Entertainment

ARMCHAIR BOOK CLUB: The Purchase a good buy

The Purchase, by Linda Spalding, is reviewed by Penticton reader Heather Allen. - Submitted Photo
The Purchase, by Linda Spalding, is reviewed by Penticton reader Heather Allen.
— image credit: Submitted Photo

Many of us are attempting to finally do things we left neglected in 2012.

For me, that means perusing a big list of enticing yet unopened books.

At the top of my stack for January was the Governor General’s Award winner The Purchase, by Linda Spalding. As I suspected it turned out to be one of the best books of last year.

The Purchase is inspired by a historical character from Spalding’s own family. Her distant ancestor, Daniel Dickinson, was a devout Quaker living in Pennsylvania in the 1800s. After being made a widower by the birth of his fifth child, Daniel quickly re-marries a 15-year-old Methodist.

Unfortunately, this is an unforgiveable act for a Quaker, and his community shuns him.

Daniel loads his children and new wife into a wagon and heads for Virginia, a state where the land is all but free. The problem is that black people are not. As a Quaker, and therefore a staunch abolitionist, Daniel is warned against trying to live in a place where slavery is allowed.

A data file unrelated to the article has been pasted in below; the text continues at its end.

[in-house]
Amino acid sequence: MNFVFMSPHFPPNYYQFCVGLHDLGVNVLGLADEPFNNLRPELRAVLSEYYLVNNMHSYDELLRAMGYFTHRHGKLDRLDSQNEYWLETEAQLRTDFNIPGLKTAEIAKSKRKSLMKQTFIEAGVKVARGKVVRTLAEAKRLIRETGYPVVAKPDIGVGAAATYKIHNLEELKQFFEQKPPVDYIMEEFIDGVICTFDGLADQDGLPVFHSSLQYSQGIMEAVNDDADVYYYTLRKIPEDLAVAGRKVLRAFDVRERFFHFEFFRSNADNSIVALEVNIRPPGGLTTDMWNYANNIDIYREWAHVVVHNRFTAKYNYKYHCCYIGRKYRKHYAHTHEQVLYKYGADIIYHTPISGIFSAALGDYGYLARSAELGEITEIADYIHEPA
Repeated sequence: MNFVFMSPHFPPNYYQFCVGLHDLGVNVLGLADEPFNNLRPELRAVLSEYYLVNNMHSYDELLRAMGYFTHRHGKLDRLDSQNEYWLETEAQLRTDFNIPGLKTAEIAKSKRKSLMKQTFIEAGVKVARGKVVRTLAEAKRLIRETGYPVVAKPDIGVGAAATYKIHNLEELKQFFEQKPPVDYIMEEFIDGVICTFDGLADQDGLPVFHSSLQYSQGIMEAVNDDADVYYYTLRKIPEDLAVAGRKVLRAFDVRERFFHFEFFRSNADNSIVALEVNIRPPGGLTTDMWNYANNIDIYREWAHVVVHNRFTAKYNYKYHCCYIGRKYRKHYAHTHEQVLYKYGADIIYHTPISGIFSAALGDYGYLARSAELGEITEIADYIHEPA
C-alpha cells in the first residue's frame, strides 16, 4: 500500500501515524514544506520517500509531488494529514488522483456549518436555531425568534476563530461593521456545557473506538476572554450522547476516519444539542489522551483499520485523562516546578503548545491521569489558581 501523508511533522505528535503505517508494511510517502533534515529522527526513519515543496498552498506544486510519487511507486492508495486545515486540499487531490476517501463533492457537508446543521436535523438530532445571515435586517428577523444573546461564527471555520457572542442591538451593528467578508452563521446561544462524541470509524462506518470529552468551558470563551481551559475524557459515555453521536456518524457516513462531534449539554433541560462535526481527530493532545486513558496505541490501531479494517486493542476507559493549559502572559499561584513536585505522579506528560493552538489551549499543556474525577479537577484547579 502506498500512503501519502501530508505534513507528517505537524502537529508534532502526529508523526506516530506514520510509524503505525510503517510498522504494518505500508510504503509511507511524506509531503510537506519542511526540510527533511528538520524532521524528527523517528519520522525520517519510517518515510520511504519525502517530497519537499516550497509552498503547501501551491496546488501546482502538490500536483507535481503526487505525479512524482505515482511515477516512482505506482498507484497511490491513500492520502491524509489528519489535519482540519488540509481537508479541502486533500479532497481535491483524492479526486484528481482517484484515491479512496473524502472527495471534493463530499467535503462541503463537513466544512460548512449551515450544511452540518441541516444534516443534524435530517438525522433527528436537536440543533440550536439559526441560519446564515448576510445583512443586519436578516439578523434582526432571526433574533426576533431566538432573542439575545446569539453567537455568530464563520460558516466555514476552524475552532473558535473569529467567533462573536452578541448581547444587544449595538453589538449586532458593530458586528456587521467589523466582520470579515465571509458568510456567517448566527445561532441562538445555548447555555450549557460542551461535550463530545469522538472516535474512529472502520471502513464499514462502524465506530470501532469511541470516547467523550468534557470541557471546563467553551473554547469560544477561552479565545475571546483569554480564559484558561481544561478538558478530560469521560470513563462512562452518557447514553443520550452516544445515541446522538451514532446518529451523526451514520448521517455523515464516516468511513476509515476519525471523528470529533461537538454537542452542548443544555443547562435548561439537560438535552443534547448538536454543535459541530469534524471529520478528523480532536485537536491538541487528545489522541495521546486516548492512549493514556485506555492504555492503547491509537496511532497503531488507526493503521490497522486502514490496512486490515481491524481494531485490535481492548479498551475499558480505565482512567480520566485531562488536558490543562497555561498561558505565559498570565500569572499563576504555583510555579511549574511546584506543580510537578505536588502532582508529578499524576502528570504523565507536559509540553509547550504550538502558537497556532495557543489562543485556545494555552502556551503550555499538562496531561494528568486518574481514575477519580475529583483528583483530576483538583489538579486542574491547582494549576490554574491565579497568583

Daniel is sure that he can avoid slavery. Yet, soon enough, he attends a slave auction, and whether mistakenly or not, purchases a young boy.

This one decision is a disastrous turning point in Daniel’s life. He vows that he will treat the slave fairly, and will eventually set him free. But Daniel finds this isn’t an easy promise to keep when living amongst a society of slaves and slave owners.

Spalding explores a perplexing question: how do people end up making decisions that are so counter to their own moral ideals?

Tragedy and misery follow the purchase of the slave. Spalding shows how truly difficult it is to keep one wrong decision from bubbling over and seeping into the rest of your life — and the lives of those around you.

Of course, no one today agrees with keeping slaves, but still we are often tempted by choices counter to our own moral compass. Over the holidays a relative confided in me that he is considering going up north to work in the oil patch. He also said this choice would compromise his family life and environmental ideals. “But it’ll just be for a short time,” he told me. “Until I get back on my feet.” After reading The Purchase I am less certain that he’ll be able to successfully separate this work from the rest of his life.

Though set in the United States, The Purchase is written from a profoundly Canadian perspective. It’s sometimes hard to pinpoint the differences between our two countries — but Spalding shows that founding a country on the backs of slaves is one of those decisions which profoundly affects a society for centuries to come.

The Purchase is an illuminating, thoughtful and beautifully-written story. Feel free to send your suggestions for the best book of 2012, and I’ll add them to my list.

Heather Allen is a reader and writer living in Penticton.

allenh@telus.net

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